In her controversial book, Lights Out, T.S Wiley argues that light is a physiological trigger that controls dopamine and hormones like cortisol. Wiley argues that by extending our waking hours beyond the natural day with artificial lighting, very few people get enough rest at the hormonal level to achieve and maintain optimal health. In her view, chronic sleep deprivation leads to fatigue and an unnatural appetite, which in turn lead to weight gain, exhaustion and disease.
Writing in view of evolutionary theory, Wiley argues that chronic late-nights send our bodies the message that we are constantly in a pre-hibernation phase (summer) of carbohydrate storage, which leads to an insulin resistance that never amounts to actual hibernation. Instead, we stay in the state of fat accumulation, insulin resistance, and subclinical hypertension ALL YEAR ROUND. This tends toward obesity and all the conditions associated with it. It is noteworthy that all of the symptoms associated with cardiovascular disease – – high blood pressure, blood vessel constriction, increased clotting factors, high cholesterol, and lax calcium channels, all mirror the symptoms that would actually serve us during prehibernation. The problem is that they are chronic and there is no rest.
Melatonin is a master-switch hormonal controller and when we go to sleep at sunset, our whole body is soaked in a melatonin bath. When this switch is out of sync due to chronic fatigue, it responds by aging the body prematurely, interpreting this disturbance as an indication that you are no longer viable.
Melatonin levels enhance leptin and leptin is what keeps your brain in the ‘fed’ stage so you stay asleep and produce more melatonin. But when you sleep less at night, the lower melatonin levels result in lower leptin levels, which make you hungrier, both day and night.
Aside from the melatonin bath it provides us, going to sleep with the sun results in a sharp increase in prolactin, the most major effect of which is to enhance the production of T cells and NK (natural killer cells), both of which are the first lines of cancer defense.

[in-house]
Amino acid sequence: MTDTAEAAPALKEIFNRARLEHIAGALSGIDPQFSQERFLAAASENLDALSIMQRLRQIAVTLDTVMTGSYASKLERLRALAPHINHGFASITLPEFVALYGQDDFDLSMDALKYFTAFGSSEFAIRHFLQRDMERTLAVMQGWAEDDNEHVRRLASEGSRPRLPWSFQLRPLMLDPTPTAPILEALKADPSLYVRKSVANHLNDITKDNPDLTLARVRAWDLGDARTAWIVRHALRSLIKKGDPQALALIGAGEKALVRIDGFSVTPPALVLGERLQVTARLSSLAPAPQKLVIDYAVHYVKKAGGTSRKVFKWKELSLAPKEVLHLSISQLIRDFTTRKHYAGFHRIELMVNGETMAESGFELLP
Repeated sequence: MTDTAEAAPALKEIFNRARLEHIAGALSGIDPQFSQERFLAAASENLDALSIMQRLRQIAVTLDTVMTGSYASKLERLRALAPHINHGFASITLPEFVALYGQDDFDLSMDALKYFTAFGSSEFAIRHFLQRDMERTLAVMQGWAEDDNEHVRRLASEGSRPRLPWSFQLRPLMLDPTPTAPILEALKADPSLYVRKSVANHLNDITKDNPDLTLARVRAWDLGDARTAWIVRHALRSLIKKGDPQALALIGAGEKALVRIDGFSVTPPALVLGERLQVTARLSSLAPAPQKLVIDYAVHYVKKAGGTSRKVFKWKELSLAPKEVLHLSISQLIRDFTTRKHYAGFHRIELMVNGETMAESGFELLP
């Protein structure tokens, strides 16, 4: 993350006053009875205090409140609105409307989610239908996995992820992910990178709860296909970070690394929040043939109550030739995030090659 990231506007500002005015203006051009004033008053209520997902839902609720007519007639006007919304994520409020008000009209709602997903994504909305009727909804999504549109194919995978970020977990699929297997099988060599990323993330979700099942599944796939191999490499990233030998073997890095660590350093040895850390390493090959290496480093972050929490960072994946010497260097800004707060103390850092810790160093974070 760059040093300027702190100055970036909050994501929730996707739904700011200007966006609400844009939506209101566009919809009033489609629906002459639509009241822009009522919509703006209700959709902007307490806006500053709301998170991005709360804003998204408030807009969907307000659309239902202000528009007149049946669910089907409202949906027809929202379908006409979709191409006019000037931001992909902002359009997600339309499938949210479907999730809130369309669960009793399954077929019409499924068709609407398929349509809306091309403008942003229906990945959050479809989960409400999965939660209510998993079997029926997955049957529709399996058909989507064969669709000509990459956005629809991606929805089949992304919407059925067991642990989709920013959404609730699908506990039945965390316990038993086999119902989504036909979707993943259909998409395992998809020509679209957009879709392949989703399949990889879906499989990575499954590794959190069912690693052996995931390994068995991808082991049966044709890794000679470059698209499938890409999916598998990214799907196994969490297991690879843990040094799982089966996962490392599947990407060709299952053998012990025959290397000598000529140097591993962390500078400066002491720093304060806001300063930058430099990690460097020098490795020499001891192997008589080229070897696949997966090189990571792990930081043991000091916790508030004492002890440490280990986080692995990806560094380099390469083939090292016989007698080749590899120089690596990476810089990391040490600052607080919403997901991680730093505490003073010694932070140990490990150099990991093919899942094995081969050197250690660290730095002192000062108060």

Longer sleep and lower carbohydrate intake go hand in hand. More sleep allows us to regulate the hormones that control our cravings and conversion of carbohydrates. Lower carbohydrate intake, in turn, decreases the raw materials that our body (in a perpetual state of pre-hibernation) uses to convert into fat to store for the famine that never comes. Lower carbohydrate intake and longer sleep our ways that we can help prevent the health-risks associated with the advent of agriculture and electricity.
Serotonin is the neurotransmitter responsible for controlling our impulses. Its levels are highest when there is a lot of insulin, which the body interprets as a sign that there is an abundance of carbohydrates: it’s summer! Serotonin levels increase during this perceived state of nature to prevent your impulsiveness from screwing up your chances at mating and fighting, in short, surviving. It reduces impulsive behaviour by reducing your ability to make connections: sensory input is filtered and memory retrieval is blunted. When our serotonin levels are high, we literally become stiffer and rigid in our behaviour, which is often expressed as repetitive, obsessive-compulsive, or paralytic.
The only good news to Wiley’s account is that when we do rest, all of these symptoms are reversible. With adequate sleep, melatonin levels increase and our cravings for carbohydrates are quelled, helping us break the vicious cycle.